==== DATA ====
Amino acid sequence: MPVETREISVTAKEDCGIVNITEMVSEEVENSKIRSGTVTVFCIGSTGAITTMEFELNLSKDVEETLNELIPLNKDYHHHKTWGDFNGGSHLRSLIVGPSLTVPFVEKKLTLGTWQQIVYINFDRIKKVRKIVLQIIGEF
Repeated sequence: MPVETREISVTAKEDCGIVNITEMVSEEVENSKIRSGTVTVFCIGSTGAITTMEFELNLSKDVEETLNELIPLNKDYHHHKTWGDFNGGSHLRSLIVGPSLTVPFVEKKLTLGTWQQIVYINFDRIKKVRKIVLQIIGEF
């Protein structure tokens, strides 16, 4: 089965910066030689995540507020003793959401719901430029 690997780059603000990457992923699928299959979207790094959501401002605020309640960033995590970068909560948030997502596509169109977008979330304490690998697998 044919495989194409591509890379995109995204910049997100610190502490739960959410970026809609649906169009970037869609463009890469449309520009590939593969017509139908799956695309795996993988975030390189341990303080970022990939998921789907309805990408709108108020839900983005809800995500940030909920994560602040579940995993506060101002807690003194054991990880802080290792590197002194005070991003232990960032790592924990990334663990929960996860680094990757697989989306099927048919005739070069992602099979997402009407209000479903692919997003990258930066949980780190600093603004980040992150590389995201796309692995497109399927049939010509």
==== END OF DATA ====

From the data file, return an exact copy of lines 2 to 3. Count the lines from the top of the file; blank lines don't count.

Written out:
Repeated sequence: MPVETREISVTAKEDCGIVNITEMVSEEVENSKIRSGTVTVFCIGSTGAITTMEFELNLSKDVEETLNELIPLNKDYHHHKTWGDFNGGSHLRSLIVGPSLTVPFVEKKLTLGTWQQIVYINFDRIKKVRKIVLQIIGEF
């Protein structure tokens, strides 16, 4: 089965910066030689995540507020003793959401719901430029 690997780059603000990457992923699928299959979207790094959501401002605020309640960033995590970068909560948030997502596509169109977008979330304490690998697998 044919495989194409591509890379995109995204910049997100610190502490739960959410970026809609649906169009970037869609463009890469449309520009590939593969017509139908799956695309795996993988975030390189341990303080970022990939998921789907309805990408709108108020839900983005809800995500940030909920994560602040579940995993506060101002807690003194054991990880802080290792590197002194005070991003232990960032790592924990990334663990929960996860680094990757697989989306099927048919005739070069992602099979997402009407209000479903692919997003990258930066949980780190600093603004980040992150590389995201796309692995497109399927049939010509």